Winter Cycling Guide w/ Portland Sustainability Office

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Katie Tims

Jan 13, 2023, 12:10:51 PM1/13/23
to, Dave Cohen, mouzkyller,, Winston Lumpkins, Troy Moon,
Hi all!

I am here with an update in regards to the Winter Cycling Guide that the City of Portland Sustainability Office might publish.

I want to first thank all of those who helped create and edit the language and pictures that went into this document. I want to especially thank Jenny Ibsen (a local artist - for volunteering her time to create some of the beautiful graphics seen in the guide. I encourage you to check out her shop and support a local artist that is equally passionate about winter biking. 

Attached is the first version of the Guide.

Please let me know if you have any changes you would like to see! I have limited capacity to make major changes to this guide right now but would be happy to make annual revisions in the future.

Thank you all for your help in this process. We are always excited to celebrate sustainable and safe transportation, and hopefully, we are able to publish this as a resource on our website and share it with the biking community.

THank you again,

Katie Tims (she/her)
Sustainability Office, City of Portland

Living and working in City of Portland, which is located in the unceded territory of the Aucocisco Band of the Wabanaki, which also includes the Abenaki, Maliseet, Mi’kmaq, Passamaquoddy, and Penobscot people.

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winter bike guide (1).pdf

John Brooking

Jan 14, 2023, 3:00:36 PM1/14/23
to Katie Tims, Dave Cohen, mouzkyller,, Winston Lumpkins, Troy Moon,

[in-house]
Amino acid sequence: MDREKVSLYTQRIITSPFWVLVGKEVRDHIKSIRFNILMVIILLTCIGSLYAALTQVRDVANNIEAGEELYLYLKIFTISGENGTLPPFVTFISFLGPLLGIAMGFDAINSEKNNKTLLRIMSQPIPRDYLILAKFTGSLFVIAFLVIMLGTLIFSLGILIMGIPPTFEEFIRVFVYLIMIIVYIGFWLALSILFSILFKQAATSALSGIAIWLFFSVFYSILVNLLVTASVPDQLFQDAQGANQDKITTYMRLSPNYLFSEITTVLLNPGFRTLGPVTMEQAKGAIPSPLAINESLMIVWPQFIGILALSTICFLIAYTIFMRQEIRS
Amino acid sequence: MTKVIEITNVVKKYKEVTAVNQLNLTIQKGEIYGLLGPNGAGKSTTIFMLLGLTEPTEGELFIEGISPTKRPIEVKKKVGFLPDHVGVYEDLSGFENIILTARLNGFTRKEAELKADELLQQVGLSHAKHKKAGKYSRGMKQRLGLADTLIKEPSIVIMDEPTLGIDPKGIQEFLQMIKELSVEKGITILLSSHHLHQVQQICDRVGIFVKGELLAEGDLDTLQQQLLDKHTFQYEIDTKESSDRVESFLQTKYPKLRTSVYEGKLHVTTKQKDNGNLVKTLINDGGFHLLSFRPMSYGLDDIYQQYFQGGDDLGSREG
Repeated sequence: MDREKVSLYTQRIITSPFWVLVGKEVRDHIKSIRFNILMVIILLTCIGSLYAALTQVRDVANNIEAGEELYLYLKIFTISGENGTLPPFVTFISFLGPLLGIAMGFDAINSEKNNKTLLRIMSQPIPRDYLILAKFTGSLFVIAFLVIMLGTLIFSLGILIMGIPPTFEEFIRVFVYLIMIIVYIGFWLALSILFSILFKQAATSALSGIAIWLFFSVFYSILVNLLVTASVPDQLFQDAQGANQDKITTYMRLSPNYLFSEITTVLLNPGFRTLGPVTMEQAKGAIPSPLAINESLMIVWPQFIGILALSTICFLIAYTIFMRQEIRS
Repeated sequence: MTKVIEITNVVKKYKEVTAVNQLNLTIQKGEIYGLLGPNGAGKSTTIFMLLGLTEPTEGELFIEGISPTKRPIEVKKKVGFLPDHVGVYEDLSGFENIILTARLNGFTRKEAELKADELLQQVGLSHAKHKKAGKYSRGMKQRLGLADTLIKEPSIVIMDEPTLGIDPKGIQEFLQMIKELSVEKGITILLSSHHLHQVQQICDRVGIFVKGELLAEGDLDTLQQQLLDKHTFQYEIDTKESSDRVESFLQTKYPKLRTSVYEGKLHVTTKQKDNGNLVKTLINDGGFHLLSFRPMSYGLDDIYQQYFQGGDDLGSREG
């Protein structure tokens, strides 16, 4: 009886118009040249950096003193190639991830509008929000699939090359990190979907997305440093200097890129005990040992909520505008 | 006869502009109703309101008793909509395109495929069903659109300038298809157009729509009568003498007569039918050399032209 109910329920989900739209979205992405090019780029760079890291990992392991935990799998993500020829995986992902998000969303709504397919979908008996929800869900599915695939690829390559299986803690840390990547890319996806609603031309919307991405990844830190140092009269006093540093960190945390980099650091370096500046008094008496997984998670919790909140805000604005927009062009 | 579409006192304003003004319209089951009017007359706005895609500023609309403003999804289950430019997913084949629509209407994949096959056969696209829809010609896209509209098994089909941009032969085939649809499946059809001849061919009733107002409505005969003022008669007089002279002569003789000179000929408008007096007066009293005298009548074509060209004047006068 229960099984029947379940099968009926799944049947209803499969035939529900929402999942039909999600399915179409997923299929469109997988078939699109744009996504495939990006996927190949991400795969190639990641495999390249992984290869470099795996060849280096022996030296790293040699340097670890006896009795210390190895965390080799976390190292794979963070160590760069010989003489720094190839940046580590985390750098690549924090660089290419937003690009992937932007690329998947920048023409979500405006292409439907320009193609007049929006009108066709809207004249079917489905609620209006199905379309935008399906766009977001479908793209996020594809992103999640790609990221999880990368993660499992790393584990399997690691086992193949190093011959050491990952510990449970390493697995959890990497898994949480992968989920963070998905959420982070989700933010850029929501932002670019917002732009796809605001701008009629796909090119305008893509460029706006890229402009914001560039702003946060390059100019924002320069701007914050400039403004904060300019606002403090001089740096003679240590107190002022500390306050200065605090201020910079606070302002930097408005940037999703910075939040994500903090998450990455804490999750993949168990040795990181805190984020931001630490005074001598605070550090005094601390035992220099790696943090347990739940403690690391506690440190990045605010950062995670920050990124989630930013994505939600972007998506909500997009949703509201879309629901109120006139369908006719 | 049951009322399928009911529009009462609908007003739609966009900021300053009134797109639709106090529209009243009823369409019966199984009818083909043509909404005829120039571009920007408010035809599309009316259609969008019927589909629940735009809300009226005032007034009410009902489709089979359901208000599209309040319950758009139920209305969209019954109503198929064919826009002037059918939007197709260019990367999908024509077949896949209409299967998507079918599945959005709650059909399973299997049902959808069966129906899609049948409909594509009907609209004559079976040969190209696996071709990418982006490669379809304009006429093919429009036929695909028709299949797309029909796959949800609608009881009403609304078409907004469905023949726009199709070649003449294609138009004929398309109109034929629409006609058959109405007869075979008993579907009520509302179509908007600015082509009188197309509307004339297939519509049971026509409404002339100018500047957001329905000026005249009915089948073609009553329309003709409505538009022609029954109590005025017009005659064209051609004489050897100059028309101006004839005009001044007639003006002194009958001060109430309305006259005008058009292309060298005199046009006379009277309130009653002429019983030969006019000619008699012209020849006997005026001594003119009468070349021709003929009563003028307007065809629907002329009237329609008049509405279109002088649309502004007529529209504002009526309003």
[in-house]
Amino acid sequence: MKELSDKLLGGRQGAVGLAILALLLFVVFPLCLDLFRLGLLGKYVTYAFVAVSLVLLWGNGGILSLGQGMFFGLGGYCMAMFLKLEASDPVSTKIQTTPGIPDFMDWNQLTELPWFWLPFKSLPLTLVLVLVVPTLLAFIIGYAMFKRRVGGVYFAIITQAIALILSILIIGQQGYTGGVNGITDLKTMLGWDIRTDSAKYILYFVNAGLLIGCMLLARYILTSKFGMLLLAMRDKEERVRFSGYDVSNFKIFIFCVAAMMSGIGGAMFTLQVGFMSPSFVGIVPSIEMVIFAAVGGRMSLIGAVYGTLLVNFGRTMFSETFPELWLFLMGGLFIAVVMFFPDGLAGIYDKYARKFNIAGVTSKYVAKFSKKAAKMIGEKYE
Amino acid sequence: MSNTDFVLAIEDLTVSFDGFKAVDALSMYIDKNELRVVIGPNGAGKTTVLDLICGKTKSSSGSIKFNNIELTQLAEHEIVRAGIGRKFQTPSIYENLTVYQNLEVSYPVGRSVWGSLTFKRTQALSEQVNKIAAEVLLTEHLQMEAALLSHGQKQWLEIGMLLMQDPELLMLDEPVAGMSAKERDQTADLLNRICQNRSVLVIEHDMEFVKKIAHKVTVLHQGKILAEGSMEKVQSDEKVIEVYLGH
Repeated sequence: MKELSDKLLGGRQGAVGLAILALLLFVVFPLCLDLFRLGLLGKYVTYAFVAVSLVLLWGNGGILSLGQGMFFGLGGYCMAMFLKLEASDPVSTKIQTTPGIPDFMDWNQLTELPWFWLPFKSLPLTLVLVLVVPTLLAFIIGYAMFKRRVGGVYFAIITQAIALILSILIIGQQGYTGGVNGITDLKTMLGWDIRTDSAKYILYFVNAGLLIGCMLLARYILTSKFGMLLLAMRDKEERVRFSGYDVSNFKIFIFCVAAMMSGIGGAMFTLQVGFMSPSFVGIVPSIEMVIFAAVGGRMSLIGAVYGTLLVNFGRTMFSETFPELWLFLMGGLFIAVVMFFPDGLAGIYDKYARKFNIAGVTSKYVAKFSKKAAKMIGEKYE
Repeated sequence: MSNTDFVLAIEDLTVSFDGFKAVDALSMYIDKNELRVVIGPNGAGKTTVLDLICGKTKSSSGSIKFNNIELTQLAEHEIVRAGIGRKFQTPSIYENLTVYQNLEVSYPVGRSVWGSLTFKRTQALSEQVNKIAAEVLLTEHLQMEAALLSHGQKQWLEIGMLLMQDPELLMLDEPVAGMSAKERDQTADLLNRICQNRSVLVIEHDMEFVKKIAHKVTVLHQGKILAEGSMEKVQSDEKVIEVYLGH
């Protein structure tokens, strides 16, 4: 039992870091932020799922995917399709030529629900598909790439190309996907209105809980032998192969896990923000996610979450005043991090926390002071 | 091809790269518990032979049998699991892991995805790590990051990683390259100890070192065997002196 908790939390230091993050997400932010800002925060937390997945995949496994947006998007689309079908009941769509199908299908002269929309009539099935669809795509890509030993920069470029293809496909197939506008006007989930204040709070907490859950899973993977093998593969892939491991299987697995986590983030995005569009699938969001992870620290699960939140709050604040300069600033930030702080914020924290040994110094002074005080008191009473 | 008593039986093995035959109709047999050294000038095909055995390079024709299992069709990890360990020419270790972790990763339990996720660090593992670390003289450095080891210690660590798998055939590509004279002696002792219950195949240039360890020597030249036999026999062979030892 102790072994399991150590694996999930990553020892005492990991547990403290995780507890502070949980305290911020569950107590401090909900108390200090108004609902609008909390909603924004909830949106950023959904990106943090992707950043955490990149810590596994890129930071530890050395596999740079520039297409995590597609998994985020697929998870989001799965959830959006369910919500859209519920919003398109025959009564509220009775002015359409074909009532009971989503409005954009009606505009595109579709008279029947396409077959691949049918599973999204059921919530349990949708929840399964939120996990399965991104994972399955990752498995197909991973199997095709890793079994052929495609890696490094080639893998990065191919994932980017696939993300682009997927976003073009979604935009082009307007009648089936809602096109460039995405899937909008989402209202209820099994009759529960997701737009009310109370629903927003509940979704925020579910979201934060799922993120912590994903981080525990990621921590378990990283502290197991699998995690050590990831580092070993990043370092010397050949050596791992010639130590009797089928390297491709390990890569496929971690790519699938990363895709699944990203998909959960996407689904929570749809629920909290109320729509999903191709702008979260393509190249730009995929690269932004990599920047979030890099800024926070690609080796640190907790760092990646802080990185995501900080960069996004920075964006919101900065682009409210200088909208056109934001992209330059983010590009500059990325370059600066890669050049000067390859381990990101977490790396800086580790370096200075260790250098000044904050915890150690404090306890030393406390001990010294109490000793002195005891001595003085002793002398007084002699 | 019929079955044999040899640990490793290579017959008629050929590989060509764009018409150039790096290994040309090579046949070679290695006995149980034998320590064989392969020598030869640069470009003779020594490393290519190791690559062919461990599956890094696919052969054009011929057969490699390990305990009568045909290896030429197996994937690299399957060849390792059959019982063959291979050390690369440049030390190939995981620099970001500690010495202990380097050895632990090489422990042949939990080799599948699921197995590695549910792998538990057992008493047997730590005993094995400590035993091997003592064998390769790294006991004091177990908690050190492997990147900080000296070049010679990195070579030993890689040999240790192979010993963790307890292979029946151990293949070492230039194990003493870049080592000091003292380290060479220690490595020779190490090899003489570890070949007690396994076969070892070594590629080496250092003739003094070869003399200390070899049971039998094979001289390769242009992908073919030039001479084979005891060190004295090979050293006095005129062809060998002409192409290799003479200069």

This is great, Katie!

  1. Page 2, "Lights": Typo in the 3rd paragraph: "generator hub on the front whee."
  2. Page 3, "Fenders": "If you store your bike in a warm place (like a basement) the cold snow and ice is more likely to adhere to your fenders than if you store it in a cold place (like an unheated garage)." I'm not sure why this would be the case. I would think the opposite would be true, though of course in a warm place you'll need to provide for melt. More explanation?
  3. I think the "Riding Techniques" section on page 3 could be tightened up a bit with more editing. I feel like it says the same things over and over with slightly different wording.

John Brooking
Cyclist, Cycling Educator, Technologist

Zack Barowitz

Jan 14, 2023, 3:58:27 PM1/14/23
to, Katie Tims, Dave Cohen, mouzkyller, Winston Lumpkins, Troy Moon,
My feedbacks:
  • Generally wordy/can be tightened up (but that takes a lot of time, so maybe for next year's version)
  • Change "Winter Biking" to "Winter Cycling" (for pedants "biking/bikers" refers to motorcycles)
  • Consider finding a more normal looking bike for the graphics
  • At the workshop on winter cycling the topic of salty slush on electric bike parts came up. Maybe save that for next year's guide as well.
  • I heard the ice on warm fenders thing from Tucker who used to work at the Gear Hub. I don't know the physics of it but I think it is the same as why people are advised not to lick cold lampposts, roughly.

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Zack Barowitz

Jan 16, 2023, 9:55:38 PM1/16/23
to, Katie Tims, Dave Cohen, mouzkyller, Winston Lumpkins, Troy Moon,
I know I said that the guide would benefit from fewer words, not more; but I thought of a couple more points:
  • In terms of keeping the bike upright––Expect turns and even lane shifts to be much longer and slower. As such it is helpful to "pick a line" that minimizes both obstacles (bumpy ice, snow piles, etc.) and sharp turns.
  • About the bike––Winter bikes need a lot more care and tlc, frequent cleanings chain lubings will help keep your winter bike on the road. If you bring it to a shop for a tune-up it is best to do so in the fall as bike shops get busy in the spring with fair weather friends.
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